A Resolution to the NPV - IRR Debate?

22 Pages Posted: 5 Apr 2004 Last revised: 4 Jan 2010

See all articles by Michael Osborne

Michael Osborne

University of Sussex Business School

Date Written: March 27, 2004


The time value of money (TVM) equation is a key equation in finance. It takes the form of an nth order polynomial having n roots. In finance it is normal to calculate and use only one root (interest rate). The remaining (n-1) roots are mostly complex or negative and they are usually discarded. This fact prompts a research project into whether the discarded, unorthodox roots have financial meaning or utility. The motivation to study the unorthodox roots lies in the econometric dictum that data is valuable and should not be discarded lightly. The research shows that the unorthodox rates matter. This paper contains an example of why they matter. Two of the most important criteria for choosing among capital investment projects are net present value (NPV) and internal rate of return (IRR). Although the two criteria often give the same rank order, in certain circumstances they provide inconsistent rankings and therefore suggest different investment decisions. The inconsistency sparked a debate about which criterion is better. The debate has lasted more than 100 years. The novel approach described in this paper takes into account all n solutions for the IRR. The result is a new equation for NPV. The equation provides a different perspective to the debate and suggests its resolution. The analysis reinforces the traditional view maintained in the literature that NPV is a reliable criterion while the orthodox IRR is not. The reasoning, however, does not rely on the ‘IRR pitfalls’ described in the literature. The analysis shows that two of the pitfalls are not true. Multiple IRRs do not represent a pitfall. This is because they are useful. The excesses of all IRRs over the cost of capital are the components of NPV. It is this fact that resolves the second pitfall of inconsistent ranking. NPV and the orthodox IRR can yield inconsistent rankings but NPV and the multiple-IRR criterion never do because they are identical.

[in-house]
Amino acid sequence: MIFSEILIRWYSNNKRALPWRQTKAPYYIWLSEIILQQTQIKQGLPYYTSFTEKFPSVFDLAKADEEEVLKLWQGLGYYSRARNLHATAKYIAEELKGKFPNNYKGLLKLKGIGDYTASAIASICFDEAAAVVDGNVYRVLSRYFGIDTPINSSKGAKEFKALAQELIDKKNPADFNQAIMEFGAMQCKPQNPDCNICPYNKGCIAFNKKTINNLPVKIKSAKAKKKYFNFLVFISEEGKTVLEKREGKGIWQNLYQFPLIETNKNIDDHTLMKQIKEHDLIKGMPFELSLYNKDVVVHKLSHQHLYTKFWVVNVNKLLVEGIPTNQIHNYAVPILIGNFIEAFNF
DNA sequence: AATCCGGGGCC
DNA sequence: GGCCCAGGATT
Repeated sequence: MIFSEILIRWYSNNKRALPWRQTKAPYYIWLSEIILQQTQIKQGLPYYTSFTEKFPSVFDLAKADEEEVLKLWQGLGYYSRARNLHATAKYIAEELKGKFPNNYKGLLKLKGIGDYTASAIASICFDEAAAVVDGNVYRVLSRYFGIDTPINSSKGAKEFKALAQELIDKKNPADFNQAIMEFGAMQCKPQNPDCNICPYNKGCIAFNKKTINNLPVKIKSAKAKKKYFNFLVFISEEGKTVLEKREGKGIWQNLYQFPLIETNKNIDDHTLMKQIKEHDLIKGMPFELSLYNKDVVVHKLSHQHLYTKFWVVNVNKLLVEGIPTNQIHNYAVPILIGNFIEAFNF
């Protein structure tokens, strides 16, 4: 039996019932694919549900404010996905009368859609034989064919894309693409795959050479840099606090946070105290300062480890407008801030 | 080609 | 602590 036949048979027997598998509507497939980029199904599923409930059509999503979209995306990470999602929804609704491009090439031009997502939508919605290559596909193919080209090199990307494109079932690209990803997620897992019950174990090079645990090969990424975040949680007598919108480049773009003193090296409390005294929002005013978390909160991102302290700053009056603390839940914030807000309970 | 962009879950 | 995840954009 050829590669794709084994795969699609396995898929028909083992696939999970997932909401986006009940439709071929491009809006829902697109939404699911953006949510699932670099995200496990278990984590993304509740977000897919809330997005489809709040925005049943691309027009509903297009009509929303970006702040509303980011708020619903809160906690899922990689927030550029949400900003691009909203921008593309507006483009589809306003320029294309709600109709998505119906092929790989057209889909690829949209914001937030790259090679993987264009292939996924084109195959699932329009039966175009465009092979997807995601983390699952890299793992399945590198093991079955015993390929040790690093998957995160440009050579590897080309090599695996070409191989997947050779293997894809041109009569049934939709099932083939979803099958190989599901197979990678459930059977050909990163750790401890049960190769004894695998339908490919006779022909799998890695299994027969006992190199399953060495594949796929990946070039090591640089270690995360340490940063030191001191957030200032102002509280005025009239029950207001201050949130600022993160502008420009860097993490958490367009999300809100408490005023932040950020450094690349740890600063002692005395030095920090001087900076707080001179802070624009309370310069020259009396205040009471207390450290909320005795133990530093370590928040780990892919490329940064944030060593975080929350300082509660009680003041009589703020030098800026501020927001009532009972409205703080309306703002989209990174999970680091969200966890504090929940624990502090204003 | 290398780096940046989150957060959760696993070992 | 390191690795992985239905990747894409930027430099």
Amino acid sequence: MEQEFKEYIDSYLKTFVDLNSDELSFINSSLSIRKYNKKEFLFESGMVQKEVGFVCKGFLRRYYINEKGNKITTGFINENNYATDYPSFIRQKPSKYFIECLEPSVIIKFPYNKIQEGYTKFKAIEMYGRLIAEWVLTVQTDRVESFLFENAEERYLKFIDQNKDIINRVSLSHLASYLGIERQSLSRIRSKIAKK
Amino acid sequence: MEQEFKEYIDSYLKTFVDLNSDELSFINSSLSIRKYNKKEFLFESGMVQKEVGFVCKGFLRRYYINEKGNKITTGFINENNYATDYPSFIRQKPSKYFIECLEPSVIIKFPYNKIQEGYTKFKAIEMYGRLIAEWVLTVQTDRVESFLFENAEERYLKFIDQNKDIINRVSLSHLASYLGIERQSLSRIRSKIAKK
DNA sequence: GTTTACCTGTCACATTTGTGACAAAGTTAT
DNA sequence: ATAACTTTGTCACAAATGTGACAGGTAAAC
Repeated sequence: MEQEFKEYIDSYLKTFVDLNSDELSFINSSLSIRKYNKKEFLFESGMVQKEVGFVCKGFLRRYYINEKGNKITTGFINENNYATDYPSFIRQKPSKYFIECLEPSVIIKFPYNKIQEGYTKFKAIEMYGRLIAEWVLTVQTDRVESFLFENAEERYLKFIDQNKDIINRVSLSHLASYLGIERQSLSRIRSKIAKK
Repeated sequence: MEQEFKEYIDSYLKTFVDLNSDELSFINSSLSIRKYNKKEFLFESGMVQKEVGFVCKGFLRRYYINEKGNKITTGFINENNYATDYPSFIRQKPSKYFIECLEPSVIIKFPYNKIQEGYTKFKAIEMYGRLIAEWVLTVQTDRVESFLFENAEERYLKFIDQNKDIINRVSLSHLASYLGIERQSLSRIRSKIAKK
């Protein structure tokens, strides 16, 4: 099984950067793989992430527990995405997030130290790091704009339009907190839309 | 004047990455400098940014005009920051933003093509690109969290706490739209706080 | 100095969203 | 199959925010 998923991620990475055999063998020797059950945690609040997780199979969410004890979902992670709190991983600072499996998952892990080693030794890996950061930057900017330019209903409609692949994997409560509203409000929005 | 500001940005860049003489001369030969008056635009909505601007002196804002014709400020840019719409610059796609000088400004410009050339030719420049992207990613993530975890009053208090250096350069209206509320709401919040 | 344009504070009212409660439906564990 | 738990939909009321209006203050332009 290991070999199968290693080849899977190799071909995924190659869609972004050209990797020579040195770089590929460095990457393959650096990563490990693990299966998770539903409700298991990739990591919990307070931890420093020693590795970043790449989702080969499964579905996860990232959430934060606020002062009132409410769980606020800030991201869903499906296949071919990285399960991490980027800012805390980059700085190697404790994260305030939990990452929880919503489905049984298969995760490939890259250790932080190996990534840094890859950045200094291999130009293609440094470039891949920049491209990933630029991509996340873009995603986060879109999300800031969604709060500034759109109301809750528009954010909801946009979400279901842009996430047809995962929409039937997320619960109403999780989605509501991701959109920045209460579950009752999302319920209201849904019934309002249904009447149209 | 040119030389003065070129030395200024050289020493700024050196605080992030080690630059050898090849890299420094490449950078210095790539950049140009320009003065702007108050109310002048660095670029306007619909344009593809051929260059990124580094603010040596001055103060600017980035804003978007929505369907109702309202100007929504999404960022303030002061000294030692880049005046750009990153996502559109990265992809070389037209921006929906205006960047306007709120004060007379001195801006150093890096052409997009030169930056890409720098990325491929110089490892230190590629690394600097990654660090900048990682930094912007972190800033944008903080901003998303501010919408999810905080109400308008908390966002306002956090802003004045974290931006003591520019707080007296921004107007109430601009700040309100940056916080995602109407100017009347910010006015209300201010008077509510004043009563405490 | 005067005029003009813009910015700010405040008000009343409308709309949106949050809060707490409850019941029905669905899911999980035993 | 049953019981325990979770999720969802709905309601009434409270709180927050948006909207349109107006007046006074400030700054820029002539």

Keywords: Capital budgeting, Complex plane, interest rates, internal rate of return, investment appraisal, net present value, time value of money

JEL Classification: C00, C60, C63, E22, E40, G00, G1, G24, G30, O16, O22

Suggested Citation

Osborne, Michael J., A Resolution to the NPV - IRR Debate? (March 27, 2004). Available at SSRN: https://ssrn.com/abstract=522722 or http://dx.doi.org/10.2139/ssrn.522722

Michael J. Osborne (Contact Author)

University of Sussex Business School ( email )

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University of Sussex, Falmer
Brighton, Sussex BNI 9SL
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